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Combating the Negative Effects of Winter Temperatures on Nitrification

Dec 03, 2019

nitrobacter

Introduction: The Nitrogen Cycle
The environment uses many biological reactions to maintain balance in nature. Since nitrogen is a key component of all living matter, it is critical that this element be recycled. This process is represented by the nitrogen cycle.

Nitrogen_Cycle
(click to enlarge)

At the top of the nitrogen cycle, you see nitrogen gas or N2.  Our atmosphere is largely nitrogen gas (approximately 80%). As you move counterclockwise, you can see that Nitrogen gas is also “fixed” by numerous bacteria to produce ammonia. Toward the center of the cycle, you also have your decomposers, such as your aerobic and anaerobic bacteria and fungi that also degrade organic matter and contribute ammonia.

A key detail is that ammonia in water at pH below 9 is in the ionic form. This is the form available to microorganisms. Nitrification is the next step in the cycle and it is crucial to converting ammonia gas to nitrite and then to nitrate, which is the form most readily assimilated by plants. As dead plants decompose, nitrogen is released again as ammonium ions. And finally, nitrate may be converted back to nitrogen gas and discharged back to the atmosphere by a process called denitrification.

The Nitrification Process
There are numerous microbes that can accomplish this process but Nitrosomonas and Nitrobacter are the major strains known and most all nitrifying microbes require the same conditions.  They are called chemotrophs, a type of autotroph, because they use chemicals as food instead of organics. 

The first step in nitrification is conversion of ammonia to nitrite. The bacterium Nitrosomonas oxidizes ammonium to nitrite plus hydrogen and water.

    NH4+ + 1.5 O2 --> NO2- + 2H+ + H2O

The second step is conversion of nitrite to nitrate, which is facilitated by the bacterium Nitrobacter.

    NO2- + 0.5 O2 --> NO3-

The Nitrobacter reaction generally occurs faster than the Nitrosomonas reaction.  Because of this, you would seldom find high levels of nitrite in wastewater systems. And if conditions are right, the nitrate could then be further broken down by denitrification releasing nitrogen gas. 

How Temperature Affects the Process
In ideal conditions, Nitrobacter and Nitrosomonas bacteria that are already in wastewater will consume a significant amount of ammonia on their own. These naturally occurring bacteria will slow down in the winter, but the discharge permit limits don’t change during the winter. So, wastewater plant operators facing a 3 ppm discharge limit, for example, will see their levels climb from 1, to 2, to 3, to 10 ppm as the weather cools. When ammonia levels must be decreased quickly, overnight even, a dose of our nitrifier products will help by increasing the number of microbes.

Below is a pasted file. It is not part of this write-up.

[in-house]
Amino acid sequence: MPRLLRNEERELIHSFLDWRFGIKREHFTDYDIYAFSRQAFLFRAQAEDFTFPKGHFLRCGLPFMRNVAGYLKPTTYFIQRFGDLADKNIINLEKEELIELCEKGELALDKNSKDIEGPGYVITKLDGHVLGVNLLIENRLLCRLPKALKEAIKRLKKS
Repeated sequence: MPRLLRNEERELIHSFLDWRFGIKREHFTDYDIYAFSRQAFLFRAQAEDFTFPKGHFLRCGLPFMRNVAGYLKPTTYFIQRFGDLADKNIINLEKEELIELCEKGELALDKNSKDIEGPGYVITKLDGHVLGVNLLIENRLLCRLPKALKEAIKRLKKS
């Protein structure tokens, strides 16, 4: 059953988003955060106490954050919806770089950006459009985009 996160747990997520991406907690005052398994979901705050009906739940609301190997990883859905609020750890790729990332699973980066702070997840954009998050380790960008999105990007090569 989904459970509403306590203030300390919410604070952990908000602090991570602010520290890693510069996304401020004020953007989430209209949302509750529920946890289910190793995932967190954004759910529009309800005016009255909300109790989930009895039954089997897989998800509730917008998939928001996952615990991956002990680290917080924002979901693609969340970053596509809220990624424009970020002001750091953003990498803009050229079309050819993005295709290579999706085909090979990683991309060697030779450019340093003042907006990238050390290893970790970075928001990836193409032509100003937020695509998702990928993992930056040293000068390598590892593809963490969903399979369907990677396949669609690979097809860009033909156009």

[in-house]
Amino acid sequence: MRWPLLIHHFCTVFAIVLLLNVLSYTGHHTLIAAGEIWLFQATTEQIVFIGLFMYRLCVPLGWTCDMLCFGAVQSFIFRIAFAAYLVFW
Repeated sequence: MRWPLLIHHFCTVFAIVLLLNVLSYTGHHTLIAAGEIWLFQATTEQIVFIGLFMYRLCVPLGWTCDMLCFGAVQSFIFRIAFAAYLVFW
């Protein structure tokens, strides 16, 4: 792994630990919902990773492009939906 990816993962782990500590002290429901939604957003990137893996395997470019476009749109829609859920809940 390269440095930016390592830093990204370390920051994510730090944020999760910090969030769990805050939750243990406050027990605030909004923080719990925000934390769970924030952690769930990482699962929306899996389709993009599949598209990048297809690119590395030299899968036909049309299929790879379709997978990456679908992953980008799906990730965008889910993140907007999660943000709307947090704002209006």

A fast drop in temperature causes a more severe problem, as the natural population does not have time to adjust, often resulting in higher organics. Nitrifiers are inhibited by organics, whose degradation competes with them for oxygen, providing another factor that slows nitrification. In this instance, carbonaceous degraders, or heterotrophic bacteria that use organic carbon as their food source, are recommended as well to help reduce organics. 

Plant upsets will tend to have a larger impact on nitrifiers and can take them weeks to recover, unlike carbon bacteria that can recover in days or hours. This slow recovery is due in part to the very slow growth of nitrifiers. In fact, most bacteria can double in as little as 20 minutes, but nitrifiers take 12 to 24 hours to double. Nitrifiers are also more susceptible than other microbes to wash out in a waste treatment system and to toxicity.

Highly Affected Industries
Municipalities: Ammonia is produced by the breakdown of organic sources of nitrogen, the fourth most abundant element in living things. High levels of nitrogen are found in organic wastes. Since municipal wastewaters contain large amounts of organic wastes, the wastewater will have a high ammonia concentration. 

Food and beverage: Foods are also organic in nature, containing large nitrogen concentrations. Residual food components in food processing wastewaters often lead to a requirement to treat residual ammonia.

Refineries: Refineries are more sophisticated generally using activated sludge treatment systems. These wastewaters have higher concentrations of phenol and other toxics. They represent an opportunity to treat the organics and the nitrification system. Most well-operated refineries use or have used bioaugmentation with nitrifiers. It provides a very important tool for control of their systems.  

How We Can Help
Our nitrifier product line is based on Nitrosomonas and Nitrobacter strains and can assist with the conversion of ammonia to nitrite and nitrate, so that wastewater treatment plants can effectively manage the nitrogenous compounds, like ammonia, in their effluent.

In addition to incurring serious penalties if discharged wastewater exceeds limits set forth by NPDES (National Pollutant Discharge Elimination System) permits, excessive amounts of ammonia also have severely harmful effects on the environment. These include:
• Toxicity to fish in receiving waters
• Dissolved oxygen depletion in receiving waters
• Reduction of chlorine disinfection efficacy
• Reduction in the suitability of water for reuse

Learn more about Ammonia Reducer NH3 and Ammonia Reducer NS, or contact us today to connect with an expert.

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